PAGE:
Here’s some of my thoughts and a way I deal with this question and issue regarding the peace that Jesus coming into the world has brought. Now, what most people know about what the angels said about “peace on earth” usually comes from the most unlikely source: Linus in Charlie Brown’s Christmas. He does I believe accurately quote the King James Translation from Luke 2:14; “Peace on earth, goodwill toward men.”

    Now I don’t have anything against Linus–as a matter of fact, I like Linus:)! But I don’t want Linus to be my final authority either. Yet, I think most of the modern translations get it right over the KJV’s familiar “Peace on earth, goodwill toward men.” Both the NAS and ESV have essentially: “Glory to God in the highest, and on earth peace among those with whom he is pleased!” That wording is just a little bit different and it gives it an important emphasis that we need not miss. The emphasis of that statement – peace is promised to those with whom God is pleased. And of course that should raise the question in people’s mind: With whom is God pleased? And of course, the answer is the peace of God is connected with Jesus.

    First, I believe the angels’ message was announcing the solution to man’s biggest problem: our sin resulting in hostility toward God. You see peace can never be separated from righteousness or holiness . And the only kind of persons in whom God takes pleasure are righteous people. Of course the good news of the gospel message centers on how while we were still estranged from Him (cf. Isa. 59:1-2; Eph. 2:1-2), Christ came to earth as Deity clothed in human flesh, and He paid the penalty for our sins by dying in our place. (cf. 2 Cor. 5:21) Indeed Christ’ blood made peace, justification and reconciliation possible. (cf. Rom. 3:21-26; 5:1-2, 5-10; Col. 1:19-22) And since the cause for our separation from Him is removed, we’re no longer His enemies but instead are His beloved sons and daughters. (cf. 1 John 3:1) I’ve told folks before at Christmas, don’t just pray ‘Peace on earth’, but Peace on earth to those in whom God is pleased. And God is pleased only with people who are righteous. These are the people who will have peace. This is the message of the angels.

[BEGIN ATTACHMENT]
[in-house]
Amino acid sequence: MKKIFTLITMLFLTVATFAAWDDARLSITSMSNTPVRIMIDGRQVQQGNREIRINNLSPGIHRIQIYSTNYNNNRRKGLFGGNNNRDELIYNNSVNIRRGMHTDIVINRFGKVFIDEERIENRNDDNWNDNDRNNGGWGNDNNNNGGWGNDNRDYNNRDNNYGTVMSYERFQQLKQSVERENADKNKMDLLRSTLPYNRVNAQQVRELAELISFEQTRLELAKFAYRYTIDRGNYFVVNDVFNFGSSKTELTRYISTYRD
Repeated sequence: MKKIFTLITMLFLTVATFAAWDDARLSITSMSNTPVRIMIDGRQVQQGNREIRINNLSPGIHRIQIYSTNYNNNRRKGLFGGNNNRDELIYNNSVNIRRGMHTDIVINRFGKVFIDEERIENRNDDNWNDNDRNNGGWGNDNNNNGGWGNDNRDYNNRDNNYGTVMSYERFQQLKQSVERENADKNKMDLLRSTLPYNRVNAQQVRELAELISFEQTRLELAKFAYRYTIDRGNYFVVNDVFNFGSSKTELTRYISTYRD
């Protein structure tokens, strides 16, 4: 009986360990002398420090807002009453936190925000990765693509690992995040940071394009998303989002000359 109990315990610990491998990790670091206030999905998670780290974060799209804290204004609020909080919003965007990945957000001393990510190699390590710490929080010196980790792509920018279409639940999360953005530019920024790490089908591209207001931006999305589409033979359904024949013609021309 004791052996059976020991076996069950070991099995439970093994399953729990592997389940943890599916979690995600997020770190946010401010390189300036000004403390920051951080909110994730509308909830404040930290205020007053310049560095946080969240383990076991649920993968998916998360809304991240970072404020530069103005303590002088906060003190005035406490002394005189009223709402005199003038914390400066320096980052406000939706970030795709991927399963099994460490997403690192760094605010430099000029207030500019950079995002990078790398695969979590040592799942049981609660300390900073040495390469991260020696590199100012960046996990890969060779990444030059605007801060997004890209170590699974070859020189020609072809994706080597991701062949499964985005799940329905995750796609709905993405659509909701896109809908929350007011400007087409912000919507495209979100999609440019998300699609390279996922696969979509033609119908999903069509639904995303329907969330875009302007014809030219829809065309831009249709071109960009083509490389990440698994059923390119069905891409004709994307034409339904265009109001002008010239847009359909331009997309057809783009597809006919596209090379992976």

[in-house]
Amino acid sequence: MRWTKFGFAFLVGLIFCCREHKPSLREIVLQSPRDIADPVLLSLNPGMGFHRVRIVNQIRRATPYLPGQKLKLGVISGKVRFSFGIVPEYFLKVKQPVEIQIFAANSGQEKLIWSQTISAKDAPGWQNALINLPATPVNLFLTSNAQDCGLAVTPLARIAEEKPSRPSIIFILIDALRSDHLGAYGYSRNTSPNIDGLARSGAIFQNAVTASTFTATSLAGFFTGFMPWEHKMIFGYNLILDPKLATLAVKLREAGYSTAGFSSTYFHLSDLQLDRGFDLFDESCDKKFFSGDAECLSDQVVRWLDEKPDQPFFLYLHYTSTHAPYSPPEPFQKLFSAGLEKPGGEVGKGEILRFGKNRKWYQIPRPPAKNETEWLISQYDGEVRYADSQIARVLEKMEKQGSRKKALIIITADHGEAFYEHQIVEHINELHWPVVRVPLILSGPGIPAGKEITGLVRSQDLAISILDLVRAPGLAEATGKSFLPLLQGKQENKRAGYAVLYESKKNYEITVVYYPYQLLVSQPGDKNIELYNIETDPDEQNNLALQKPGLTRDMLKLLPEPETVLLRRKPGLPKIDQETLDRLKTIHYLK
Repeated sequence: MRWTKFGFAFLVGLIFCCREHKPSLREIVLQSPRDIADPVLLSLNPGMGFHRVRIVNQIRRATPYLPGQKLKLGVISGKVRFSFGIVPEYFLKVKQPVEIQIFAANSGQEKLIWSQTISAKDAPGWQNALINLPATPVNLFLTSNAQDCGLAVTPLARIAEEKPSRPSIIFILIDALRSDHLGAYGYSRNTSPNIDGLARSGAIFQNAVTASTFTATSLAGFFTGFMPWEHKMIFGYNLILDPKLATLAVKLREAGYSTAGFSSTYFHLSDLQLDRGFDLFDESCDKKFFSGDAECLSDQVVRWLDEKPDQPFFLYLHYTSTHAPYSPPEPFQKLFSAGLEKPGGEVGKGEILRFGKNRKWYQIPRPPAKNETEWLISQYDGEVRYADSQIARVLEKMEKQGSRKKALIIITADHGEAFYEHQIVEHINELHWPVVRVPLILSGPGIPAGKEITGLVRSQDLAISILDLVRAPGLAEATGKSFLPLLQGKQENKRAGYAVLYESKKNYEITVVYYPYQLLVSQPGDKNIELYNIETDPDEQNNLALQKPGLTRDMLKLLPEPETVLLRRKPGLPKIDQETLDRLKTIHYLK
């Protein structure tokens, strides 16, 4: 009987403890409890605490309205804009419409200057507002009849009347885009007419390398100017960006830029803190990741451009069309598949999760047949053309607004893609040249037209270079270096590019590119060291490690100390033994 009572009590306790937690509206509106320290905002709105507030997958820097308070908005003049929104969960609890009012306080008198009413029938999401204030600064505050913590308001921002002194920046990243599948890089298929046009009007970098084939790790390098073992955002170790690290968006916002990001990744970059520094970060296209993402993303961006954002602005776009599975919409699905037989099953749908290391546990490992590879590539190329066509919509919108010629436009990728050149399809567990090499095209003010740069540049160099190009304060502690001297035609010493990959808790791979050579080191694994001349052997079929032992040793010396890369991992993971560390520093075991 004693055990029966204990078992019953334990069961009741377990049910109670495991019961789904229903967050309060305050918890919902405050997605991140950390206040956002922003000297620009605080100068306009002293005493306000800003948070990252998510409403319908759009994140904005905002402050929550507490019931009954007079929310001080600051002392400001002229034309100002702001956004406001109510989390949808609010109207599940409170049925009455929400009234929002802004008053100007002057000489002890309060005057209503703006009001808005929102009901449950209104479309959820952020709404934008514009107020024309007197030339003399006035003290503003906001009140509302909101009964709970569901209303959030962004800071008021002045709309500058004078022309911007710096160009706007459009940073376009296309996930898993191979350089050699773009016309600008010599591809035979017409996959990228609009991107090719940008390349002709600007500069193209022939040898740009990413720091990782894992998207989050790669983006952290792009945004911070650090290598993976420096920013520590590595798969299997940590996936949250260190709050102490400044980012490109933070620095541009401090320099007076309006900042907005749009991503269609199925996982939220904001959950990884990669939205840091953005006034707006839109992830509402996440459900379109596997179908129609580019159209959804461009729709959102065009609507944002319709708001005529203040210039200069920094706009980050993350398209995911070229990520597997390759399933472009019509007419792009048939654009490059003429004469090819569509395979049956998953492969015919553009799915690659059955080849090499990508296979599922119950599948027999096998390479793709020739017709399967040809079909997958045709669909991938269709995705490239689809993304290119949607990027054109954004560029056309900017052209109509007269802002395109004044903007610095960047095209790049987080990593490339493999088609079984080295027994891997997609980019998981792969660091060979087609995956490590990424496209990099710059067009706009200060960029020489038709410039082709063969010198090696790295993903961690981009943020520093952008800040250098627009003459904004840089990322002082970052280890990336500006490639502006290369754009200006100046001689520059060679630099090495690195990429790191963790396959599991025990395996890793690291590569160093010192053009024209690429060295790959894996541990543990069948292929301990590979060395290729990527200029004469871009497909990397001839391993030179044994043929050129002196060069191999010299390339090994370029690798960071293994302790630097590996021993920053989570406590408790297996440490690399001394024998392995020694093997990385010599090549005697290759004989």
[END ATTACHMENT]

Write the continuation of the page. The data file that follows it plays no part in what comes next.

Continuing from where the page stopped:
But it is true that in a secondary way, but nonetheless still important regarding the message of His coming into the world is that as a result of this peace with God that we can now through Jesus enjoy peace with one another. Christ not only reconciled us to the Father, but He also made it possible for us to enjoy harmonious relationships with others. (cf. Ephesians 2:11-22)

    And in a third way, yes, Jesus provides peace within ourselves. The peace that Jesus gives His followers is an internal calm which produces confident stability no matter what the external circumstnaces are going on around us. (cf. Phil. 4:6-7, 11-13)

    Anyway, these are the themes I try to preach during the Christmas season becasue I think too many people miss them getting all caught up in the babe in the manager. And of course, we should also recognize that the birth of Jesus was never intended by God to be a seasonal consideration of humanity. Rather God’s expressed will is for us to remember the death and resurrection, of Jesus and His second coming, upon the first day of the week in the Lord’s Supper. (cf. Acts 2:42; 20:7; 1 Cor. 11:17-34)

    Still, I know for me, I have made my “peace” with the Christmas question years ago. It’s a date our world a long time ago began to honor our Lord and Savior for His birth. I’m always thankful anytime people are thinking about Jesus. I just hope and pray we can help them not miss the point of His coming into the world. (cf. John 3:16)

    Peace in Jesus,

    Robert Prater

    • Hence, exactly why I/we do have peace with God and look forward to that day when Christ comes again to make that complete.

      Any ways, I don’t know why but your comment was left in my spam folder. So if you comment, don’t fret if it doesn’t automatically appear.

    • By the way, the NIV ’11 and NRSV both render Luke 2.14 in the same manner as the ESV and NASB; all four represent a good translation of the actual Greek.